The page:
This article by Aura Director Louise Smith was originally featured on edie.net as an exclusive article for their Net Zero November series.
A treble win
Are the Government’s objectives of growth and levelling-up compatible with net zero? The conventional wisdom is that they are hard enough to achieve individually, let alone in combination. But from our experience, it’s more than possible.
Let’s start from the fact that half of carbon emissions come from small and medium-sized businesses (SMEs). So anything that can be done to make them greener is going a long way to achieving the net zero goal.
Take a second fact: Yorkshire and the Humber is the largest carbon emitting region of England outside London. So anything that can be done to cut emissions there will make a substantial contribution.
A third fact is that Government innovation funding has been disproportionately funnelled to southern England. So a greater proportion of investment in the northern half of the country will make a big difference to the need to reduce inequalities.
Now put all that together. If more public and private funding were put towards helping SMEs in the north of England innovate to reduce their carbon emissions, wouldn’t that be a win-win-win?
Yes, yes, yes!
This does work. Since 2017, it’s been happening in Yorkshire and the Humber under the stewardship of the Aura Innovation Centre, part of the University of Hull. Thanks to EU grants, including the European Regional Development Fund (ERDF), we’ve been working with small businesses on over 40 low-carbon innovation projects.
For example, we helped M Meadley & Sons, a family farming partnership, to find ways to reduce horticultural waste on their pea fields. Historically, after harvest, pea stems, pods and leaves have been left in the field to rot and add nutrients to the soil. However, decomposing vegetation is a surprising source of greenhouse gases: composting releases both carbon dioxide and methane. Our scientists provided evidence that pea waste could be suitable for a variety of uses, including water filtration or even as a renewable energy source which could play a valuable role in reducing carbon dioxide emissions. Thanks to contacts we provided, the firm has now secured additional funding to further explore the viability of using crop waste in the treatment of waste water.
A challenge to this great progress in helping to meet the three Government objectives is that EU funding is coming to an end in 2023. Only around 10% of the value of European grants will be compensated by the UK Shared Prosperity Fund after that.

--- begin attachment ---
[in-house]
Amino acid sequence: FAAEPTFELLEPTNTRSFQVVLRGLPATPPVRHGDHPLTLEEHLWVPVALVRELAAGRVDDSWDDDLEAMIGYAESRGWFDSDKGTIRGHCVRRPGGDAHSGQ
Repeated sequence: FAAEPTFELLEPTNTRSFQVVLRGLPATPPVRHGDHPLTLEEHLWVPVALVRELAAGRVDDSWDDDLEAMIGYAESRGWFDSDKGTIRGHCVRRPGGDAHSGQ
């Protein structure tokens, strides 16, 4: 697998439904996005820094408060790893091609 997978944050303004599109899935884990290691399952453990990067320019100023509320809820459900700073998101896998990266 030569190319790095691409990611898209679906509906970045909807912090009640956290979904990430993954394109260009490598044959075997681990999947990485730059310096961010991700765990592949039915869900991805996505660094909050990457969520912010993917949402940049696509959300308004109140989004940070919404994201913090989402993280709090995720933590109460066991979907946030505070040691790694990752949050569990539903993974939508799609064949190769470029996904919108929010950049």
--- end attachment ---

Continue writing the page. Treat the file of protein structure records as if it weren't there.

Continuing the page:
But every challenge creates an opportunity. Investment in innovation is not reliant on central government funding alone. Local authorities and private sector partners who want to see a more sustainable economy now have the chance to step up and support what is also proving to be an important source of employment and GDP growth.
Public money is available, but it can be complex and administratively difficult to access and manage, and that puts companies off. One-third of businesses in a survey we conducted in 2021 reported that gaining finance was a barrier towards taking low-carbon initiatives. Government has a role to play in simplifying existing routes to finance for SMEs, particularly at a regional level.
Universities are ideally placed to stimulate innovation in SMEs. They bring together academic expertise with big business know-how and the convening power of anchor institutions. Their innovation managers can also provide on-going support and advice to smaller and medium-sized businesses to help them find their way through the thicket of grant funding.
Universities like Hull have been creating a real momentum for green innovation in the small business sector in the north, which have long been areas of relative economic deprivation. If there really is a will centrally to achieve growth, levelling-up and net zero by 2050, now is the time to work with universities to help small businesses innovate and cut their carbon emissions. With the right focus, it is possible to achieve a treble win.
Louise Smith, Director, Aura